Join the discussion: Click to view comments, add yours

Loading...
  1. Massachusetts firm buys Tampa's Element apartment tower

    Real Estate

    TAMPA — Downtown Tampa's Element apartment tower sold this week to a Massachusetts-based real estate investment company that plans to upgrade the skyscraper's amenities and operate it long-term as a rental community.

    The Element apartment high-rise at 808 N Franklin St. in downtown Tampa has been sold to a Northland Investment Corp., a Massachusetts-based real estate investment company. JIM DAMASKE  |  Times
  2. New York town approves Legoland proposal

    News

    GOSHEN, N.Y. — New York is one step closer to a Lego dreamland. Goshen, a small town about fifty miles northwest of the Big Apple, has approved the site plan for a $500 million Legoland amusement park.

    A small New York town, Goshen approved the site plan for a $500 million Legoland amusement park. Legoland Florida is in Winter Haven. [Times file  photo]
  3. Jordan Park to get $20 million makeover and new senior housing

    Real Estate

    By WAVENEY ANN MOORE

    Times Staff Writer

    ST. PETERSBURG —The St. Petersburg Housing Authority, which bought back the troubled Jordan Park public housing complex this year, plans to spend about $20 million to improve the 237-unit property and construct a new three-story building for …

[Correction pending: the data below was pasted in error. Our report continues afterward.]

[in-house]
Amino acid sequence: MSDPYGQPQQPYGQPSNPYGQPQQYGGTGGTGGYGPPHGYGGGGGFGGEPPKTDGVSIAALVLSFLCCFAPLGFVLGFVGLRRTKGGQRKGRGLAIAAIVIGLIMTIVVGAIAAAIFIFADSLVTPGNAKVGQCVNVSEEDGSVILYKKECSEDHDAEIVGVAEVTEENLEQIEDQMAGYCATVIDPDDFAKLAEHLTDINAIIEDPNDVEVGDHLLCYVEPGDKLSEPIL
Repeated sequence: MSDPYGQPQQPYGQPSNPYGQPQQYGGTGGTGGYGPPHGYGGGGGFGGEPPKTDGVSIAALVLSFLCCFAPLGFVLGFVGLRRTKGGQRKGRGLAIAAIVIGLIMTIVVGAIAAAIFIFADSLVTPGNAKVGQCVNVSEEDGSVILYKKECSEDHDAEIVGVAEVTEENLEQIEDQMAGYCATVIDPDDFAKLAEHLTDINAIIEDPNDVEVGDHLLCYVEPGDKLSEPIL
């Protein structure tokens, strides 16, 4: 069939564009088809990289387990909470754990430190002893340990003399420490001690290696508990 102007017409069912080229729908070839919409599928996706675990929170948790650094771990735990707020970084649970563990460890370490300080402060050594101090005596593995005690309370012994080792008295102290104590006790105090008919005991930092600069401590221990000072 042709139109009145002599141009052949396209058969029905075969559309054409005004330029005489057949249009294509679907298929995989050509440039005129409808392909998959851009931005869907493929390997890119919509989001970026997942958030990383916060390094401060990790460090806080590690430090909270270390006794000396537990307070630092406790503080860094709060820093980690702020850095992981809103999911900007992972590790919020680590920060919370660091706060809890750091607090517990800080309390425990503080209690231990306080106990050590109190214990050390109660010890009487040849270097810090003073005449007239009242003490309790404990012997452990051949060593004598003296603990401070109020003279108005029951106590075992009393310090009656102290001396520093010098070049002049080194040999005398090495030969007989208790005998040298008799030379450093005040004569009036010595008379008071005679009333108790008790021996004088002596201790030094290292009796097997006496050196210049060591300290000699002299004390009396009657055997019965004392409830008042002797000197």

Jordan Park, the historic public housing complex, is back in the hands of the St. Petersburg Housing Authority. The agency is working to improve the 237-unit complex. But the latest plan to build a new three-story building for seniors will mean 31 families have to find new homes. [LARA CERRI   |   Tampa Bay Times]
  4. Coming soon at two Tampa Bay area hospitals: a cancer treatment that could replace chemo

    Health

    A new cancer treatment that could eventually replace chemotherapy and bone marrow transplants — along with their debilitating side effects — soon will be offered at two of Tampa Bay's top-tier hospitals.

    Dr. Frederick Locke at Moffitt Cancer Center in Tampa is a principal investigator for an experimental therapy that retrains white blood cells in the body's immune system to fight cancer cells. The U.S. Food and Drug Administration approved these so-called "CAR-T" treatments for adults this month. In trials, 82 percent of cases responded well to the treatment, and 44 percent are still in remission at least eight months later, Locke said. [CHRIS URSO   |   Times]
  5. Regulator blasts Wells Fargo for deceptive auto insurance program

    Banking

    Wells Fargo engaged in unfair and deceptive practices, failed to properly manage risks and hasn't set aside enough money to pay back the customers it harmed, according to a confidential report by federal regulators.

    Wells Fargo engaged in unfair and deceptive practices, failed to properly manage risks and hasn't set aside enough money to pay back the customers it harmed, according to a confidential report by federal regulators.
[Photo by Spencer Platt/Getty Images, 2017]